As Covid-19 cases surge in the US, one Texas veterinarian has been quietly tracking the spread of the disease — not in people, but in their pets.
Since June, Sarah Hamer and her team at Texas A&M University have tested hundreds of animals from area households where humans contracted Covid-19. They've swabbed dogs and cats, but also pet hamsters and guinea pigs, looking for signs of infection.
"We're open to all of it," said Hamer, a professor of epidemiology, who has found at least 19 cases of infection.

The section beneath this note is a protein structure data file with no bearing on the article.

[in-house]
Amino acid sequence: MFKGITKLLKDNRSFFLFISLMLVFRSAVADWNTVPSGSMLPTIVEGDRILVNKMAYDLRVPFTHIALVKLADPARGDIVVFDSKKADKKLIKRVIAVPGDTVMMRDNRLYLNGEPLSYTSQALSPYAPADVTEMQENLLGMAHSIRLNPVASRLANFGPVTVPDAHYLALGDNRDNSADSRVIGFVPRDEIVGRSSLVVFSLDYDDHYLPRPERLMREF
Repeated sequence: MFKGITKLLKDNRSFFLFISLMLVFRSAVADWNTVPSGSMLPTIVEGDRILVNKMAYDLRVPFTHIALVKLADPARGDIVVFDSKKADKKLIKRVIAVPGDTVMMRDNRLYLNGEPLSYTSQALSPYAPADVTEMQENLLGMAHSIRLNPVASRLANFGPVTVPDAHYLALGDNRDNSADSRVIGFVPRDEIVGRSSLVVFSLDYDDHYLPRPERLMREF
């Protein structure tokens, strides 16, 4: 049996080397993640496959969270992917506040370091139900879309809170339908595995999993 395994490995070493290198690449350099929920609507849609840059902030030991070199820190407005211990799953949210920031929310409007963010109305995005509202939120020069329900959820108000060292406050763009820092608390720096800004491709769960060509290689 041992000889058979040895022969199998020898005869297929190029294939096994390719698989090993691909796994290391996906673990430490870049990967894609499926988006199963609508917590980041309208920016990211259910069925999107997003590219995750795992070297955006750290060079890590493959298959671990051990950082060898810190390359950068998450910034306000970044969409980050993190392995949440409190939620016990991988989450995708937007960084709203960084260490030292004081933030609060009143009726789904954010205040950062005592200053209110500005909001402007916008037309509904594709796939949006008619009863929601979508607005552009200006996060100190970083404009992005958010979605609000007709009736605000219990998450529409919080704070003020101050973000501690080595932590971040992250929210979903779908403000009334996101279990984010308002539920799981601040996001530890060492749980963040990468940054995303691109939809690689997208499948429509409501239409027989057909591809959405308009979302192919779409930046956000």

One pet that tested positive was Phoenix, a 7-year-old part-Siamese cat owned by Kaitlyn Romoser, who works in a university lab. Romoser, 23, was confirmed to have Covid-19 twice, once in March and again in September. The second time she was much sicker, she said, and Phoenix was her constant companion.
If I would have known animals were just getting it everywhere, I would have tried to distance myself, but he will not distance himself from me," Romoser said.
"He sleeps in my bed with me. There was absolutely no social distancing."